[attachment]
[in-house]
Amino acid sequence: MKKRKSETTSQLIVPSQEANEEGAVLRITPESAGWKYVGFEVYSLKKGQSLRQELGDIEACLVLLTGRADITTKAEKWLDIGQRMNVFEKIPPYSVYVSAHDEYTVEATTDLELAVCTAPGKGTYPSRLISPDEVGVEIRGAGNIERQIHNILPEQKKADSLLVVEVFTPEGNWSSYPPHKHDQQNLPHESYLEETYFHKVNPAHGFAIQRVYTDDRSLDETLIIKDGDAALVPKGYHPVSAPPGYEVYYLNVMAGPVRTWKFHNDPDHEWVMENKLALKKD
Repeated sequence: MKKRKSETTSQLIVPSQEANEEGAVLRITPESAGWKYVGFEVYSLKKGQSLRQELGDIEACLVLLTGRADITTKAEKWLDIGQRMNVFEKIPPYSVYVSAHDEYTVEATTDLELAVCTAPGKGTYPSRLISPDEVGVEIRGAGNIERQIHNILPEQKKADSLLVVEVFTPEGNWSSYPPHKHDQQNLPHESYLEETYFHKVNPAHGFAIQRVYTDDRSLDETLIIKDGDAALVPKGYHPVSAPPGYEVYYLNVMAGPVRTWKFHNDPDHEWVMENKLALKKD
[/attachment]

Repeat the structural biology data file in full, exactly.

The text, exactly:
[in-house]
Amino acid sequence: MKKRKSETTSQLIVPSQEANEEGAVLRITPESAGWKYVGFEVYSLKKGQSLRQELGDIEACLVLLTGRADITTKAEKWLDIGQRMNVFEKIPPYSVYVSAHDEYTVEATTDLELAVCTAPGKGTYPSRLISPDEVGVEIRGAGNIERQIHNILPEQKKADSLLVVEVFTPEGNWSSYPPHKHDQQNLPHESYLEETYFHKVNPAHGFAIQRVYTDDRSLDETLIIKDGDAALVPKGYHPVSAPPGYEVYYLNVMAGPVRTWKFHNDPDHEWVMENKLALKKD
Repeated sequence: MKKRKSETTSQLIVPSQEANEEGAVLRITPESAGWKYVGFEVYSLKKGQSLRQELGDIEACLVLLTGRADITTKAEKWLDIGQRMNVFEKIPPYSVYVSAHDEYTVEATTDLELAVCTAPGKGTYPSRLISPDEVGVEIRGAGNIERQIHNILPEQKKADSLLVVEVFTPEGNWSSYPPHKHDQQNLPHESYLEETYFHKVNPAHGFAIQRVYTDDRSLDETLIIKDGDAALVPKGYHPVSAPPGYEVYYLNVMAGPVRTWKFHNDPDHEWVMENKLALKKD